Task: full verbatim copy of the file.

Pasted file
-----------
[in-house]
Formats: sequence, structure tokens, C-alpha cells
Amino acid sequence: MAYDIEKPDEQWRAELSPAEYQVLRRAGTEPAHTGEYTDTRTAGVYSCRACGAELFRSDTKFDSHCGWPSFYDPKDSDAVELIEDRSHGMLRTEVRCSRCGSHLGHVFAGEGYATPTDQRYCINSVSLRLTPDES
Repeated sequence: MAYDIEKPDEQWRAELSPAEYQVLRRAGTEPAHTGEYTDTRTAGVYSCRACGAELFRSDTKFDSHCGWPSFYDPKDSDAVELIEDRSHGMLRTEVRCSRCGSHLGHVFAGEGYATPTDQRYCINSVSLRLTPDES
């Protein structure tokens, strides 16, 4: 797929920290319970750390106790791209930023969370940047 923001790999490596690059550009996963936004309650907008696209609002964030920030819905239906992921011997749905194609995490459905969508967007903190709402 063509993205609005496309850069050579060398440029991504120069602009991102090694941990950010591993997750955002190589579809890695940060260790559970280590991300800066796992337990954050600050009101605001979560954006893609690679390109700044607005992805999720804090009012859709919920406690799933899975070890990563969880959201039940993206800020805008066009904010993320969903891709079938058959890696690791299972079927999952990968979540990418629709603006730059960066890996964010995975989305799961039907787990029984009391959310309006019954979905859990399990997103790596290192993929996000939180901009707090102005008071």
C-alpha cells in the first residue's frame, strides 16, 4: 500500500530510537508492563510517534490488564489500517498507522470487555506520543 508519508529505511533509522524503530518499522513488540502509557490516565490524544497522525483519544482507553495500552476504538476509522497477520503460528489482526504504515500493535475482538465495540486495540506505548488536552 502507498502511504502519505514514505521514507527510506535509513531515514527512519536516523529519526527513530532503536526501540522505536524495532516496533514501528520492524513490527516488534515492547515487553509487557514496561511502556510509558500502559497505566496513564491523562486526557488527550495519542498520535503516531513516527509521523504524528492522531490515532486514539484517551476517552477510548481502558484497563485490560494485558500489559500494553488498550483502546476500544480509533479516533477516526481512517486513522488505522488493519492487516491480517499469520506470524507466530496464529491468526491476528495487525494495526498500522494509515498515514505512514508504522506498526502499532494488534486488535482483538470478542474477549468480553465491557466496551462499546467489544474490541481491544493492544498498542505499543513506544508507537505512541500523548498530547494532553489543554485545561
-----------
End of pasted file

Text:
[in-house]
Formats: sequence, structure tokens, C-alpha cells
Amino acid sequence: MAYDIEKPDEQWRAELSPAEYQVLRRAGTEPAHTGEYTDTRTAGVYSCRACGAELFRSDTKFDSHCGWPSFYDPKDSDAVELIEDRSHGMLRTEVRCSRCGSHLGHVFAGEGYATPTDQRYCINSVSLRLTPDES
Repeated sequence: MAYDIEKPDEQWRAELSPAEYQVLRRAGTEPAHTGEYTDTRTAGVYSCRACGAELFRSDTKFDSHCGWPSFYDPKDSDAVELIEDRSHGMLRTEVRCSRCGSHLGHVFAGEGYATPTDQRYCINSVSLRLTPDES
């Protein structure tokens, strides 16, 4: 797929920290319970750390106790791209930023969370940047 923001790999490596690059550009996963936004309650907008696209609002964030920030819905239906992921011997749905194609995490459905969508967007903190709402 063509993205609005496309850069050579060398440029991504120069602009991102090694941990950010591993997750955002190589579809890695940060260790559970280590991300800066796992337990954050600050009101605001979560954006893609690679390109700044607005992805999720804090009012859709919920406690799933899975070890990563969880959201039940993206800020805008066009904010993320969903891709079938058959890696690791299972079927999952990968979540990418629709603006730059960066890996964010995975989305799961039907787990029984009391959310309006019954979905859990399990997103790596290192993929996000939180901009707090102005008071």
C-alpha cells in the first residue's frame, strides 16, 4: 500500500530510537508492563510517534490488564489500517498507522470487555506520543 508519508529505511533509522524503530518499522513488540502509557490516565490524544497522525483519544482507553495500552476504538476509522497477520503460528489482526504504515500493535475482538465495540486495540506505548488536552 502507498502511504502519505514514505521514507527510506535509513531515514527512519536516523529519526527513530532503536526501540522505536524495532516496533514501528520492524513490527516488534515492547515487553509487557514496561511502556510509558500502559497505566496513564491523562486526557488527550495519542498520535503516531513516527509521523504524528492522531490515532486514539484517551476517552477510548481502558484497563485490560494485558500489559500494553488498550483502546476500544480509533479516533477516526481512517486513522488505522488493519492487516491480517499469520506470524507466530496464529491468526491476528495487525494495526498500522494509515498515514505512514508504522506498526502499532494488534486488535482483538470478542474477549468480553465491557466496551462499546467489544474490541481491544493492544498498542505499543513506544508507537505512541500523548498530547494532553489543554485545561